Farley, however, believes that one can draw strong lines from eugenics thought to at least some aspects of modern diabetes care.
For example, she wrote how eugenics arguments set back maternity care for women with insulin-dependent diabetes.
Even Joslin was arguing against pregnancy with diabetes by using a dramatic example of a difficult pregnancy that took place before insulin therapy was available.
Only one doctor, Dr. Priscilla White, prominently pushed back against advice essentially banning women with diabetes to be pregnant; she believed these ideas were grounded in eugenics thought instead of fact.
In 1949, White published a guide for physicians on pregnancy and diabetes. When used by the medical community, her advice dramatically improved outcomes for pregnant women with T1D and their infants.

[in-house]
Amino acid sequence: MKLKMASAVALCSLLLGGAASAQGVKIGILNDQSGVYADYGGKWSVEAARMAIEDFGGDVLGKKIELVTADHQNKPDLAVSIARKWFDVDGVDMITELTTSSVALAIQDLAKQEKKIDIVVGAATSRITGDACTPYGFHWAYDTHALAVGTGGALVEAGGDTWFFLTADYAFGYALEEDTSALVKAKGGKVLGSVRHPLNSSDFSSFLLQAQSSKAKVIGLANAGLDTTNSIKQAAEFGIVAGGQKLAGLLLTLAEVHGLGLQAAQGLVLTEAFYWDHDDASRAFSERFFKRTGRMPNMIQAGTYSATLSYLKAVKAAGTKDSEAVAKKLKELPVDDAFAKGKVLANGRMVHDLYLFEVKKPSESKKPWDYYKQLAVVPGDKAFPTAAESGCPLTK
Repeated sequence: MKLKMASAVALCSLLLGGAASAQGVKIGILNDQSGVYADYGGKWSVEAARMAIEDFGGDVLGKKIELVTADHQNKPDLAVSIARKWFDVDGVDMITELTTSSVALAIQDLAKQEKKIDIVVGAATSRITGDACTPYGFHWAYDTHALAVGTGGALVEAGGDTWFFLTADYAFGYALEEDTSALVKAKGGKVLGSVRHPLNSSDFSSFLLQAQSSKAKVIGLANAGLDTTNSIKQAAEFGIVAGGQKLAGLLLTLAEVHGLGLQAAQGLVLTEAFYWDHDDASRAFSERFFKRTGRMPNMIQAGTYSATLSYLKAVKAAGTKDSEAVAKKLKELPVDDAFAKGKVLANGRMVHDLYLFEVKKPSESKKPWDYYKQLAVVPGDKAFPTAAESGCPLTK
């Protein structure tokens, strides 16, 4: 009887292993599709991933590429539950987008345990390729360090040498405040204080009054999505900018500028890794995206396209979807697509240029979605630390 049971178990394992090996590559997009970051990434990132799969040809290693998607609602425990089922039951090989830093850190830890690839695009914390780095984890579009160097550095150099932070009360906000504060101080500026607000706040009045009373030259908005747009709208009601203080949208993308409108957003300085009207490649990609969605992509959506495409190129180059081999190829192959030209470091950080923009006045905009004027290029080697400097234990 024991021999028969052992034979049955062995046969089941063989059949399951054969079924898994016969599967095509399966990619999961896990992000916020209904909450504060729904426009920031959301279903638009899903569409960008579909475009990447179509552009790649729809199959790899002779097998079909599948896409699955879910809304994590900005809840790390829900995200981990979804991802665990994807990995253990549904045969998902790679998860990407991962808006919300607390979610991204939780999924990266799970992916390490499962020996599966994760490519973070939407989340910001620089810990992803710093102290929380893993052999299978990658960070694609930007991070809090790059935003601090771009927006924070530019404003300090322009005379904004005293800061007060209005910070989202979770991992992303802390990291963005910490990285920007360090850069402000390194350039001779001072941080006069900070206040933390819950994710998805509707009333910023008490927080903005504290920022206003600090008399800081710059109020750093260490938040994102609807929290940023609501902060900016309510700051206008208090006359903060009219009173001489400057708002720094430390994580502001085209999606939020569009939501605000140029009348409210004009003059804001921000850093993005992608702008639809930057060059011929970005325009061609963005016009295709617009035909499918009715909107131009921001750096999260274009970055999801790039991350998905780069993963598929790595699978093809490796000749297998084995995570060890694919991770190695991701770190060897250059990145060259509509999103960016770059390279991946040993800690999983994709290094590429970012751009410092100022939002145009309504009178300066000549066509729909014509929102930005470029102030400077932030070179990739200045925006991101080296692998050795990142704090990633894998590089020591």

Farley also has argued in The Atlantic that both the play and movie “Steel Magnolias” have eugenics overtones.
One plot line in this popular 1989 film — spoiler alert — follows a young woman with T1D who goes against her doctor’s advice to conceive a child, but who then dies a few months later from the strain on her body.
Farley writes that the plot line “normalizes the dire outcomes for women who assert their rights in medical settings by restoring order after Shelby’s death.”
Farley insists that if maternal diabetes care hadn’t been held back by eugenics, the outcome likely would have been better for the young mother.
“After I wrote that piece, I heard from a lot of low-income women who said that they had been scolded by their doctors for getting pregnant,” Farley said. “So, I believe it’s one long class line of whether a diabetic woman is discouraged from having children.”
She said the struggle against substandard maternal care is still ongoing, especially for people who aren’t affluent.
For better or worse, “Steel Magnolias” has become an important piece of pop culture for people with T1D.
It may be difficult to quantify its impact on generations of women with T1D about their decision whether or not to have children.
In 2012, there was a remake of the movie, this time with an all-Black cast in the lead roles.